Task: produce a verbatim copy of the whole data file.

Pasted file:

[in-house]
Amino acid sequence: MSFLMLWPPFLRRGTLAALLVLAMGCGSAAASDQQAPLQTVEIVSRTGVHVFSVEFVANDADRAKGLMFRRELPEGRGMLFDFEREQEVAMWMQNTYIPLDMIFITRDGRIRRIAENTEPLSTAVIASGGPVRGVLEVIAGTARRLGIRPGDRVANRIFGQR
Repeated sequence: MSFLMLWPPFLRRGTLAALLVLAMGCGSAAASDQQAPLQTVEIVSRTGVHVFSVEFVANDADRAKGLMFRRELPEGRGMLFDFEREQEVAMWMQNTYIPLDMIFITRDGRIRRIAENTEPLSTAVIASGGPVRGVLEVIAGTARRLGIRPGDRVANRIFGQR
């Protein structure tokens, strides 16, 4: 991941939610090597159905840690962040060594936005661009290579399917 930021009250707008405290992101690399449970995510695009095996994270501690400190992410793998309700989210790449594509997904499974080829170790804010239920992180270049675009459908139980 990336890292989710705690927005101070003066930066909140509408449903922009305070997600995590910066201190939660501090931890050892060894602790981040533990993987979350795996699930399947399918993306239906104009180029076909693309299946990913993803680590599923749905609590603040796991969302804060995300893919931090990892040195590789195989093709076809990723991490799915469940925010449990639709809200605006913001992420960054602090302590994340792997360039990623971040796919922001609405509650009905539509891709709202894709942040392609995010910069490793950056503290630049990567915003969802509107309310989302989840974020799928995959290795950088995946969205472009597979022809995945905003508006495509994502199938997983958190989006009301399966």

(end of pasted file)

[in-house]
Amino acid sequence: MSFLMLWPPFLRRGTLAALLVLAMGCGSAAASDQQAPLQTVEIVSRTGVHVFSVEFVANDADRAKGLMFRRELPEGRGMLFDFEREQEVAMWMQNTYIPLDMIFITRDGRIRRIAENTEPLSTAVIASGGPVRGVLEVIAGTARRLGIRPGDRVANRIFGQR
Repeated sequence: MSFLMLWPPFLRRGTLAALLVLAMGCGSAAASDQQAPLQTVEIVSRTGVHVFSVEFVANDADRAKGLMFRRELPEGRGMLFDFEREQEVAMWMQNTYIPLDMIFITRDGRIRRIAENTEPLSTAVIASGGPVRGVLEVIAGTARRLGIRPGDRVANRIFGQR
């Protein structure tokens, strides 16, 4: 991941939610090597159905840690962040060594936005661009290579399917 930021009250707008405290992101690399449970995510695009095996994270501690400190992410793998309700989210790449594509997904499974080829170790804010239920992180270049675009459908139980 990336890292989710705690927005101070003066930066909140509408449903922009305070997600995590910066201190939660501090931890050892060894602790981040533990993987979350795996699930399947399918993306239906104009180029076909693309299946990913993803680590599923749905609590603040796991969302804060995300893919931090990892040195590789195989093709076809990723991490799915469940925010449990639709809200605006913001992420960054602090302590994340792997360039990623971040796919922001609405509650009905539509891709709202894709942040392609995010910069490793950056503290630049990567915003969802509107309310989302989840974020799928995959290795950088995946969205472009597979022809995945905003508006495509994502199938997983958190989006009301399966």